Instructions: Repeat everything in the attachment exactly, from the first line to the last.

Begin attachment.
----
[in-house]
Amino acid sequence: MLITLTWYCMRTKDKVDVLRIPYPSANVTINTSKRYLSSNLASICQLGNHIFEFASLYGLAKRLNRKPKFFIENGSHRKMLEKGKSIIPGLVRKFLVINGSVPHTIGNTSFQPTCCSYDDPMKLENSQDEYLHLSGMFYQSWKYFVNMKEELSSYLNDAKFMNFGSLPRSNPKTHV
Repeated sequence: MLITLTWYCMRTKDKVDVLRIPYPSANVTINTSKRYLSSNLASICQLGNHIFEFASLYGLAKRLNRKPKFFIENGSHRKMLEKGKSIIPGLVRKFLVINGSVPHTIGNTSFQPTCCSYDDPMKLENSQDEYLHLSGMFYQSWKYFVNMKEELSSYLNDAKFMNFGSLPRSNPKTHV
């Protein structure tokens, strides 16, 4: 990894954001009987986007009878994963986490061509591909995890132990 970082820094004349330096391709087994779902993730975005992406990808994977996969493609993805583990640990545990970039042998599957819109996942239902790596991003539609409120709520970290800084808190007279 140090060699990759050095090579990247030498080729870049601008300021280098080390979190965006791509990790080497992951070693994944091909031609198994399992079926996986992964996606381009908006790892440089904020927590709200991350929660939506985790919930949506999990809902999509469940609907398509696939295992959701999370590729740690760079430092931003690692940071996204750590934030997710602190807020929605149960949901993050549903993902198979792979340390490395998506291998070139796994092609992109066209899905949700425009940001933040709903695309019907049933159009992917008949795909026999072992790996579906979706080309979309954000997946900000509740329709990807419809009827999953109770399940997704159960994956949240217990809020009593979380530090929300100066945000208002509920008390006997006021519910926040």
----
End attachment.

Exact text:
[in-house]
Amino acid sequence: MLITLTWYCMRTKDKVDVLRIPYPSANVTINTSKRYLSSNLASICQLGNHIFEFASLYGLAKRLNRKPKFFIENGSHRKMLEKGKSIIPGLVRKFLVINGSVPHTIGNTSFQPTCCSYDDPMKLENSQDEYLHLSGMFYQSWKYFVNMKEELSSYLNDAKFMNFGSLPRSNPKTHV
Repeated sequence: MLITLTWYCMRTKDKVDVLRIPYPSANVTINTSKRYLSSNLASICQLGNHIFEFASLYGLAKRLNRKPKFFIENGSHRKMLEKGKSIIPGLVRKFLVINGSVPHTIGNTSFQPTCCSYDDPMKLENSQDEYLHLSGMFYQSWKYFVNMKEELSSYLNDAKFMNFGSLPRSNPKTHV
């Protein structure tokens, strides 16, 4: 990894954001009987986007009878994963986490061509591909995890132990 970082820094004349330096391709087994779902993730975005992406990808994977996969493609993805583990640990545990970039042998599957819109996942239902790596991003539609409120709520970290800084808190007279 140090060699990759050095090579990247030498080729870049601008300021280098080390979190965006791509990790080497992951070693994944091909031609198994399992079926996986992964996606381009908006790892440089904020927590709200991350929660939506985790919930949506999990809902999509469940609907398509696939295992959701999370590729740690760079430092931003690692940071996204750590934030997710602190807020929605149960949901993050549903993902198979792979340390490395998506291998070139796994092609992109066209899905949700425009940001933040709903695309019907049933159009992917008949795909026999072992790996579906979706080309979309954000997946900000509740329709990807419809009827999953109770399940997704159960994956949240217990809020009593979380530090929300100066945000208002509920008390006997006021519910926040």